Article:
Every single one of your donors and volunteers is literally one in a million. They could be supporting tens of thousands of other organizations out there, but they chose you. They donate their time to support your day-to-day operations, fundraisers, special events and more. They talk about you to their families and friends. They provide financial support.
Hosting a large scale event such as a multi-day conference takes meticulous attention to detail, of course even if you are only hosting a small scale event there are still many elements that need to come together to make the event a success.
In the nonprofit sector, the typical donor development officer can individually manage a portfolio of 100 to 150 major donors. At the same time, nonprofits underinvest in technology as a way to scale their fundraising activities. Realistically, today’s busy fundraisers can’t be expected deepen and grow more personal relationships without the help of technology to automate their personal communication. And without a clear strategy to create personal connections at scale, donors slip through the cracks and fundraisers begin to burn out. In fact, we believe this pressure on fundraising staff is one of the major contributors to the 16 month average lifespan of the typical development officer.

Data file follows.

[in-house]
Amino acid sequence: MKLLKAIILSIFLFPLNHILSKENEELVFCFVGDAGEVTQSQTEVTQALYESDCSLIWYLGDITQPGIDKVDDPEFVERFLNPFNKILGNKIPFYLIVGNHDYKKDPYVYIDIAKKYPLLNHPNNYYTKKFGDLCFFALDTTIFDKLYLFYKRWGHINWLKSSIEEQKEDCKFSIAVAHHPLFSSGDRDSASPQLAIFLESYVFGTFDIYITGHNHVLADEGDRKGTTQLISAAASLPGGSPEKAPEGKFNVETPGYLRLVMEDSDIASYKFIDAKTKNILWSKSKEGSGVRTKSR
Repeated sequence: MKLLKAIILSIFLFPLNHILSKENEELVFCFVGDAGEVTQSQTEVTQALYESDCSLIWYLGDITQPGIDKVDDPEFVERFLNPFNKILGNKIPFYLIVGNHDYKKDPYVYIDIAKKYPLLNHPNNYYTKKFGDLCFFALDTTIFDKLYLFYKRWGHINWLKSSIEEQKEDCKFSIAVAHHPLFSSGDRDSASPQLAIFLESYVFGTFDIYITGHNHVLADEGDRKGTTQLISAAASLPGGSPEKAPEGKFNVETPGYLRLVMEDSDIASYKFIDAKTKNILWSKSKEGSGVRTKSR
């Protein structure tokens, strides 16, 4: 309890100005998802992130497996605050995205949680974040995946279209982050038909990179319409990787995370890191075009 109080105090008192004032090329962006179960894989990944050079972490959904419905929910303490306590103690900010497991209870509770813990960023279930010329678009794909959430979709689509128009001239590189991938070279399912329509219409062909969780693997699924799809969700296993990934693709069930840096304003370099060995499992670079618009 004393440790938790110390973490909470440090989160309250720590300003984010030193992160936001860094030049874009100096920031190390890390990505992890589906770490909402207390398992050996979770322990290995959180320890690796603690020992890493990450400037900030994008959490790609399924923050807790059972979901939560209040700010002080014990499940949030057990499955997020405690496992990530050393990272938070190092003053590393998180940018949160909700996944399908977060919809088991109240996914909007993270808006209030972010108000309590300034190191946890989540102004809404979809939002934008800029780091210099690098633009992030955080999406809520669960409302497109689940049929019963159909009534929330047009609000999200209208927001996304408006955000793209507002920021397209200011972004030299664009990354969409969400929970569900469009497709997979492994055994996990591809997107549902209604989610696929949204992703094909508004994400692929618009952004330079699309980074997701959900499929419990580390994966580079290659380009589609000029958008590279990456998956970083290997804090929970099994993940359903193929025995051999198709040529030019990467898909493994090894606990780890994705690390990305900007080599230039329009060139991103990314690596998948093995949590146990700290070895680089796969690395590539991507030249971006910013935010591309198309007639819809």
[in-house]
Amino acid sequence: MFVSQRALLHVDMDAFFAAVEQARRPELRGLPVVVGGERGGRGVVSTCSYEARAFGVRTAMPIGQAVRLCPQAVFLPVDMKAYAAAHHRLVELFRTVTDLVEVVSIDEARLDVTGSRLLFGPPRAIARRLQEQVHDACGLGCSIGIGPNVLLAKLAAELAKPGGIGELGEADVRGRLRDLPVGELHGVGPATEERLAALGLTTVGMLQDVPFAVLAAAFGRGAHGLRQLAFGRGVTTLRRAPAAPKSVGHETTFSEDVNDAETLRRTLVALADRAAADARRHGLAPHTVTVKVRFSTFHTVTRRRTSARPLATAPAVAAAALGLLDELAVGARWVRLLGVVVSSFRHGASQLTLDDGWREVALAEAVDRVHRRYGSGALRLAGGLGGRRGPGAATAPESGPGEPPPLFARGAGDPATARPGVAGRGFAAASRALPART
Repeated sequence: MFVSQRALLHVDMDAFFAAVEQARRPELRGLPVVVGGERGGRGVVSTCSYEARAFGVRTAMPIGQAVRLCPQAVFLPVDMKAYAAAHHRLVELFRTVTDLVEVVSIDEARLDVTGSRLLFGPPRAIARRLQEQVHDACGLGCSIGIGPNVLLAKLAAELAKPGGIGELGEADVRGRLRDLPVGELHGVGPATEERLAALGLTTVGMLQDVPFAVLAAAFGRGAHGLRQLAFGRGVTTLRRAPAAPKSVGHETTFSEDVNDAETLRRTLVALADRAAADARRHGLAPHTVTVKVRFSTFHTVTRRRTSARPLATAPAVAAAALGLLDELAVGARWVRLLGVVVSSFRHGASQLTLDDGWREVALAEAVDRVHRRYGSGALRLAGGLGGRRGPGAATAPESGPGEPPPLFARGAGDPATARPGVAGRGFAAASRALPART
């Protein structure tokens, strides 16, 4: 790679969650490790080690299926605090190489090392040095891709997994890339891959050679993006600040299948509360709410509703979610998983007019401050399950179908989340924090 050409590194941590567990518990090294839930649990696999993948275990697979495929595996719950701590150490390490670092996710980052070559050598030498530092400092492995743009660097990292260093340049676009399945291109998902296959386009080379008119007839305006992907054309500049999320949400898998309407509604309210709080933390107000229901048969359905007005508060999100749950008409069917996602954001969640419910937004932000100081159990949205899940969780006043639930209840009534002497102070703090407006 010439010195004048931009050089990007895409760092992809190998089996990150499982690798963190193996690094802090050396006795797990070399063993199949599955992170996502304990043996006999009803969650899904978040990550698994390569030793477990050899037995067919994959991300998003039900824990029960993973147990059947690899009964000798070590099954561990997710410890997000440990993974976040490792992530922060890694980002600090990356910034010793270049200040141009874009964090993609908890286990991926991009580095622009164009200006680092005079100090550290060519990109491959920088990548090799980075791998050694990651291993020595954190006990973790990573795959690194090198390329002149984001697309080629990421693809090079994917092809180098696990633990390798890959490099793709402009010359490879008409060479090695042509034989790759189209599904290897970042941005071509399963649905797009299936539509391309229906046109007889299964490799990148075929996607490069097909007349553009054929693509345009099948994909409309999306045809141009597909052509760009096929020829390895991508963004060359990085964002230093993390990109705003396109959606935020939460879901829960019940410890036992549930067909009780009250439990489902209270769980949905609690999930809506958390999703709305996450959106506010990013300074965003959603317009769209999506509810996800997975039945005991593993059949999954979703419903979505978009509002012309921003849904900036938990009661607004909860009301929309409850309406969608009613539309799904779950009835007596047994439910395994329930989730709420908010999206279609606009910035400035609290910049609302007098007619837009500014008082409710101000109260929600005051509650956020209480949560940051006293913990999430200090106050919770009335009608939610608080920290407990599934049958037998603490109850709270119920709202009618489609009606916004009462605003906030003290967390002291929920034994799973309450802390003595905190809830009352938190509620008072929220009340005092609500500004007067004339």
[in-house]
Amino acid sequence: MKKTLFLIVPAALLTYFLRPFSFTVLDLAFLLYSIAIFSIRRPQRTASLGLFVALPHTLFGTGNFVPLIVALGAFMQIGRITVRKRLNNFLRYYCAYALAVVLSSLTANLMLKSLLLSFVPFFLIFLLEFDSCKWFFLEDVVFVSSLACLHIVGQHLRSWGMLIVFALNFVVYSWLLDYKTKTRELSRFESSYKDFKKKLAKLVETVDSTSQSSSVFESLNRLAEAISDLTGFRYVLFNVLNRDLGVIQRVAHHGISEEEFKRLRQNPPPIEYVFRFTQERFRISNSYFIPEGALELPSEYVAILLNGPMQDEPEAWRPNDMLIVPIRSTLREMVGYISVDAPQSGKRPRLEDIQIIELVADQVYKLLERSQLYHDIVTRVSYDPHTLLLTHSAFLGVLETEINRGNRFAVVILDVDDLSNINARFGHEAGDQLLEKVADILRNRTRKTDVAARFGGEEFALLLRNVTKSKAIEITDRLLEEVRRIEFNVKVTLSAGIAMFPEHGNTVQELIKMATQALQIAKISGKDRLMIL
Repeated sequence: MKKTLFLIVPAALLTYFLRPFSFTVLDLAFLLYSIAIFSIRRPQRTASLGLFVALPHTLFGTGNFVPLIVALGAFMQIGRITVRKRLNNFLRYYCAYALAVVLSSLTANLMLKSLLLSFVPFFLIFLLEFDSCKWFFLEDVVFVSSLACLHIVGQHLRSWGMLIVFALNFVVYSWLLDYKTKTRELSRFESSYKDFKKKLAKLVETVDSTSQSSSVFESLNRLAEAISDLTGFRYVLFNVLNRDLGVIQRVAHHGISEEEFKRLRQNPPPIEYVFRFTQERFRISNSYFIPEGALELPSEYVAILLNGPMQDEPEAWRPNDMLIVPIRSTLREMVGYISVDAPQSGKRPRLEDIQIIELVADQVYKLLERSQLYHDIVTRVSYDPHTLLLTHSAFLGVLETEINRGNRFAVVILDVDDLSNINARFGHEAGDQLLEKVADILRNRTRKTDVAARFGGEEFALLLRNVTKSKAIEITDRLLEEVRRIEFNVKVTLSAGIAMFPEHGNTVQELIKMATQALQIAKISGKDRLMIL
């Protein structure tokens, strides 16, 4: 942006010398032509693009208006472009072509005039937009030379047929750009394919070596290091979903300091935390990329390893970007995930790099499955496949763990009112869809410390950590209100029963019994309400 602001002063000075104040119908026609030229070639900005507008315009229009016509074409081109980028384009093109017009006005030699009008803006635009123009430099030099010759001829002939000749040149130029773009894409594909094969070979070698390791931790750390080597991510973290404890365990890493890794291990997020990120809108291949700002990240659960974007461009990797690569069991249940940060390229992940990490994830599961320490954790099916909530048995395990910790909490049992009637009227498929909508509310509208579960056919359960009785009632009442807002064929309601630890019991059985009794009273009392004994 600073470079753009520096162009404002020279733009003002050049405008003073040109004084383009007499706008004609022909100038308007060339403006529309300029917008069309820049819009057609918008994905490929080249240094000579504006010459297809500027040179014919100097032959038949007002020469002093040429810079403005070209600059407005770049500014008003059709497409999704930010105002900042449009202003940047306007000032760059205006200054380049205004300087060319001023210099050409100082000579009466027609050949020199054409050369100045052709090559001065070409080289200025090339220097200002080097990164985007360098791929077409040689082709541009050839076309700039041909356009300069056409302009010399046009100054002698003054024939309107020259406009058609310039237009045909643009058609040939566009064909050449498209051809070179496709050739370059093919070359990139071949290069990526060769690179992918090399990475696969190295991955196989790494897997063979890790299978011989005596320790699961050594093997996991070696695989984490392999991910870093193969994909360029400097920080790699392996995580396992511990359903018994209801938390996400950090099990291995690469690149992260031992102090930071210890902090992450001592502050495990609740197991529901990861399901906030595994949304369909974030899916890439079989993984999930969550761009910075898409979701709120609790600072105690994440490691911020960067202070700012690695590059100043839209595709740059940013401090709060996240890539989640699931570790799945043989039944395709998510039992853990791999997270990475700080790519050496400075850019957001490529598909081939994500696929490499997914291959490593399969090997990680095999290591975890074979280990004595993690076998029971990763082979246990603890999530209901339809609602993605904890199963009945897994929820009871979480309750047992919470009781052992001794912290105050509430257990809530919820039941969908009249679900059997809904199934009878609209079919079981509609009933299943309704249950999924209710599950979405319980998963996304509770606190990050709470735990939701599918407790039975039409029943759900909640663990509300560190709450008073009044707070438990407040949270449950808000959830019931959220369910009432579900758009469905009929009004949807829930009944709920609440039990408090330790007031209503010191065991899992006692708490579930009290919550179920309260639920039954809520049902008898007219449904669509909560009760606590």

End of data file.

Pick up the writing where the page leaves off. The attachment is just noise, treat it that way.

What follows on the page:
A new year has begun and it is time to evaluate how nonprofits have benefitted from technology in the previous year. Technology is ubiquitous, even the smallest grassroots organization has access to affordable technology that allows them to broadcast their mission on a global scale.
Like any organization, nonprofits have a lot of information to track – such as donors, campaign details, event coordination and volunteers – but they’re also more likely to grapple with ad-hoc processes, budget constraints and staffing shortfalls. Nonprofits often end up in the position of needing to make difficult choices between funding programs, training employees and purchasing necessary supplies or equipment.